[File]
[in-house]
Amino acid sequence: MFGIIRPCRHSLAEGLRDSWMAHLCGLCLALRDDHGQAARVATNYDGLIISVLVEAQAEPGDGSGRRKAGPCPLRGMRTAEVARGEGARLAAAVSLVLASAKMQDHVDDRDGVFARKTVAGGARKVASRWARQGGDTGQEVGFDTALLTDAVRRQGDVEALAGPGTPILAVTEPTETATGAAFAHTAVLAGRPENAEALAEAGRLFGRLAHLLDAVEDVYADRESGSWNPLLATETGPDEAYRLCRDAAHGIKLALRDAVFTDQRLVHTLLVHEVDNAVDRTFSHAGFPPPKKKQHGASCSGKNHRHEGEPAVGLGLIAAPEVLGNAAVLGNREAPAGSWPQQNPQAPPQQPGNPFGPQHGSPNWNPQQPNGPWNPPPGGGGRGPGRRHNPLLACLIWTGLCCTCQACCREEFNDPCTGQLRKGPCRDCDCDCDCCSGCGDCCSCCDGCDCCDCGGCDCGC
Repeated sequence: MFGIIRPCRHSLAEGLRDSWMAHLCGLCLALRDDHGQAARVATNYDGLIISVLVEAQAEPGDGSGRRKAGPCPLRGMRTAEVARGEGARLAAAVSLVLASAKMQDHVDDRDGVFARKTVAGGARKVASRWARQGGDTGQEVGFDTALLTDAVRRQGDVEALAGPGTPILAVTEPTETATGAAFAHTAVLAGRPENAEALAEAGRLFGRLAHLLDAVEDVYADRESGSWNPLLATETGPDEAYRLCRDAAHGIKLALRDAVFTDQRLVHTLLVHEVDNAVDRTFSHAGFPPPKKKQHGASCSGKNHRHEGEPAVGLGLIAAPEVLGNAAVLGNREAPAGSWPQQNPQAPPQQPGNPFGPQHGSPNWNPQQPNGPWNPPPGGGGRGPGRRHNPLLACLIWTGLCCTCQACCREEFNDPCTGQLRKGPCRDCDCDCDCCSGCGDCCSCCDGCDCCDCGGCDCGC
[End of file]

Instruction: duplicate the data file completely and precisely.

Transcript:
[in-house]
Amino acid sequence: MFGIIRPCRHSLAEGLRDSWMAHLCGLCLALRDDHGQAARVATNYDGLIISVLVEAQAEPGDGSGRRKAGPCPLRGMRTAEVARGEGARLAAAVSLVLASAKMQDHVDDRDGVFARKTVAGGARKVASRWARQGGDTGQEVGFDTALLTDAVRRQGDVEALAGPGTPILAVTEPTETATGAAFAHTAVLAGRPENAEALAEAGRLFGRLAHLLDAVEDVYADRESGSWNPLLATETGPDEAYRLCRDAAHGIKLALRDAVFTDQRLVHTLLVHEVDNAVDRTFSHAGFPPPKKKQHGASCSGKNHRHEGEPAVGLGLIAAPEVLGNAAVLGNREAPAGSWPQQNPQAPPQQPGNPFGPQHGSPNWNPQQPNGPWNPPPGGGGRGPGRRHNPLLACLIWTGLCCTCQACCREEFNDPCTGQLRKGPCRDCDCDCDCCSGCGDCCSCCDGCDCCDCGGCDCGC
Repeated sequence: MFGIIRPCRHSLAEGLRDSWMAHLCGLCLALRDDHGQAARVATNYDGLIISVLVEAQAEPGDGSGRRKAGPCPLRGMRTAEVARGEGARLAAAVSLVLASAKMQDHVDDRDGVFARKTVAGGARKVASRWARQGGDTGQEVGFDTALLTDAVRRQGDVEALAGPGTPILAVTEPTETATGAAFAHTAVLAGRPENAEALAEAGRLFGRLAHLLDAVEDVYADRESGSWNPLLATETGPDEAYRLCRDAAHGIKLALRDAVFTDQRLVHTLLVHEVDNAVDRTFSHAGFPPPKKKQHGASCSGKNHRHEGEPAVGLGLIAAPEVLGNAAVLGNREAPAGSWPQQNPQAPPQQPGNPFGPQHGSPNWNPQQPNGPWNPPPGGGGRGPGRRHNPLLACLIWTGLCCTCQACCREEFNDPCTGQLRKGPCRDCDCDCDCCSGCGDCCSCCDGCDCCDCGGCDCGC